JPMorgan’s Jamie Dimon, not known for his restraint at the Institute of International Finance (IIF) meetings, pitched up to this year's US CEO forum on Friday with one arm in a sling – but it didn’t appear to hold him back.
The Dimon in a sling is still The Dimon, and all it meant was his free arm had to do twice as much work.
Dimon spends a lot of time telling people how he doesn’t want to talk about bitcoin, but he finds it terribly hard to do. In mid-September he told a conference it was a fraud and worse than the tulip bulb bubble.
Like a man struggling to overcome a compulsion, he regrets every fall off the wagon. And on Thursday it looked like he might have conquered his demons, telling participants on his bank’s Q3 results conference call that he was not going to talk about it anymore.
Cue the IIF panel session, the very next day.
“I couldn’t care less about bitcoin,” he said. “I don’t know why I said anything about it. God bless the blockchain.”
It wasn’t the concept of cryptocurrencies moving $6 trillion around the world that was the problem, he added. After all, JPMorgan is bulging with initiatives that use the blockchain. His beef was with non-fiat cryptocurrency. He didn’t understand the value of something that had no value.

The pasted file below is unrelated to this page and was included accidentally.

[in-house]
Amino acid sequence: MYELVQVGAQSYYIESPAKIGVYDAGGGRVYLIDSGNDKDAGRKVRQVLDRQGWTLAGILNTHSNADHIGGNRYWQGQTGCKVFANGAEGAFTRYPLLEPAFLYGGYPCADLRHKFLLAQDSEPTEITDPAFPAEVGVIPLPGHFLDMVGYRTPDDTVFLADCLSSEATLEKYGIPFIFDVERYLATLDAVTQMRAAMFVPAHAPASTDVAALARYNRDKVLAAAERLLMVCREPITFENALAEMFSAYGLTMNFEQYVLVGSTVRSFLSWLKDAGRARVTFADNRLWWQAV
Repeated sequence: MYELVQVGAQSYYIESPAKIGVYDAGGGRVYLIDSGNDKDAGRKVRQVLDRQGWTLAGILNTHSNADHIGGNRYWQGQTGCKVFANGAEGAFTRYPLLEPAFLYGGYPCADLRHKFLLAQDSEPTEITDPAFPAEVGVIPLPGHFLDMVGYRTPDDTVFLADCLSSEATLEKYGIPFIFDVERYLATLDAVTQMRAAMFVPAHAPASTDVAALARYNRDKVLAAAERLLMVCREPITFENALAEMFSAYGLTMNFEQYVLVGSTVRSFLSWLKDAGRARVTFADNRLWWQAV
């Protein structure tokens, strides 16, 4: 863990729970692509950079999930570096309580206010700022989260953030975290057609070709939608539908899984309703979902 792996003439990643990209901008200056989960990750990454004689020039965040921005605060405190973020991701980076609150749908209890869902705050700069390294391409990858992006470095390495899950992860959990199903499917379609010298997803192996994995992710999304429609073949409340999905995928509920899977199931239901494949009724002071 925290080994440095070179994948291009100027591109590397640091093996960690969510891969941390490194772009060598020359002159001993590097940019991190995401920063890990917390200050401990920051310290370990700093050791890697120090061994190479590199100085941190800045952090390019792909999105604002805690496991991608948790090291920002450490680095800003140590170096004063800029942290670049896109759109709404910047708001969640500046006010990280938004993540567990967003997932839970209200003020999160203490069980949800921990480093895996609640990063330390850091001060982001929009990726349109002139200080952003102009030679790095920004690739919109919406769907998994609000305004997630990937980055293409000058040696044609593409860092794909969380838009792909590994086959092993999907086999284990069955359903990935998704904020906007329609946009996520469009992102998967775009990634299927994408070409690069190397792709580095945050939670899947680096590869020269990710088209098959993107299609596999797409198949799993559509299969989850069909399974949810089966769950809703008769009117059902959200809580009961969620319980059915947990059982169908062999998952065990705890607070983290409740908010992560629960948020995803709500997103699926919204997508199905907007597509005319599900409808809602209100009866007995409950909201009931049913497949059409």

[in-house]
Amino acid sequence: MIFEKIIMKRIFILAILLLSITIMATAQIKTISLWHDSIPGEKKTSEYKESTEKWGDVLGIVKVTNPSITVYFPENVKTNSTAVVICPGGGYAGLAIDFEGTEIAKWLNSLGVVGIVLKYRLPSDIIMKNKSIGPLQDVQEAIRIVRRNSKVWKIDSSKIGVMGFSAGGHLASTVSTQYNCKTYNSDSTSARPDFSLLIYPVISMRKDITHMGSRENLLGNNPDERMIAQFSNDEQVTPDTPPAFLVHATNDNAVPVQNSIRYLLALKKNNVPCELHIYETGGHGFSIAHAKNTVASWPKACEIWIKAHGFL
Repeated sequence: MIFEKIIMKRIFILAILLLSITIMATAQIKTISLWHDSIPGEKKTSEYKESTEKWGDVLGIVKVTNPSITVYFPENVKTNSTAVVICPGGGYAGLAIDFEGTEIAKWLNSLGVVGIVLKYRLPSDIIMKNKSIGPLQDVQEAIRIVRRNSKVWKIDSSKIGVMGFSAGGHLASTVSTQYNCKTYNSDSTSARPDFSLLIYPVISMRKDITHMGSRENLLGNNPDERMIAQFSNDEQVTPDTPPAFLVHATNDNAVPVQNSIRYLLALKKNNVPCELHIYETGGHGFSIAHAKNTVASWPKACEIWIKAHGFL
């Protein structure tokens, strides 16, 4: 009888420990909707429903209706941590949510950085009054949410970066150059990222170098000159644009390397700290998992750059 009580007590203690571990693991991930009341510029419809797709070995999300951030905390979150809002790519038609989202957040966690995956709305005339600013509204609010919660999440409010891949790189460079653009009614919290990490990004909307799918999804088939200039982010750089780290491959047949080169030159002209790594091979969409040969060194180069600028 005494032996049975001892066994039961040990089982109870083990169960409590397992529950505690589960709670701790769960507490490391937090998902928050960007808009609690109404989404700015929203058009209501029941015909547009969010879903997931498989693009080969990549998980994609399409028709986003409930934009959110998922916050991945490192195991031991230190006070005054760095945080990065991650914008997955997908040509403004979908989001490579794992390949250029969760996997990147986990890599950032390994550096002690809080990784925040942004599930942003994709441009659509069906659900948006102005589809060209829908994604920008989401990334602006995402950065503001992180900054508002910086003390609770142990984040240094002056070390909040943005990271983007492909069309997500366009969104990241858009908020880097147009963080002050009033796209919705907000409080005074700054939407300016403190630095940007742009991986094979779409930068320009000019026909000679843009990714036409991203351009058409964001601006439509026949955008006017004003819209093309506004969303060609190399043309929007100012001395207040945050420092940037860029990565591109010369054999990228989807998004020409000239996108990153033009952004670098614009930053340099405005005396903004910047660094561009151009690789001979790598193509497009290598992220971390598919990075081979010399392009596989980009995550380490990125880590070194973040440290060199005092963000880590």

But he still didn’t care about bitcoin.
“Y’all can do what the hell you like, I don’t care.” Another dig at the media: every day – every day! – CNBC was talking about bitcoin. “Who cares about bitcoin?” Not Dimon, that’s for sure.
It’s not going to be around for long anyway.
“Governments are going to crush it one day,” he predicted, noting that China was already cracking down on it. In case the audience hadn’t noticed, governments had a tendency to like to know where a country’s money is, who had it and what they were doing with it.
Dimon’s rhetoric lurches between stream of consciousness and tweet-ready brevity: “So the use case for bitcoin is Venezuela and North Korea – or criminals. Great product!” He didn’t add “Sad!”, but you knew he wanted to.
He’s not alone in seeing a connection between bitcoin and actors with nefarious intentions. BlackRock CEO Larry Fink says some of the same things that Dimon says, just not in the same way. He was sitting next to Dimon and was happy to back him up.
“[The value of] bitcoin just shows you how much demand for money laundering there is in the world,” he said. It was an index of money laundering, that’s all.
Morgan Stanley’s James Gorman was relieved to stay out of the fray – his only mention of the topic a characteristically dry aside to moderator Tim Adams that “I’m just glad you didn’t ask me about bitcoin”.
In any case, Dimon still didn’t care about bitcoin.
“This is the last time I am ever going to answer a question about bitcoin,” he said. “I don’t care.”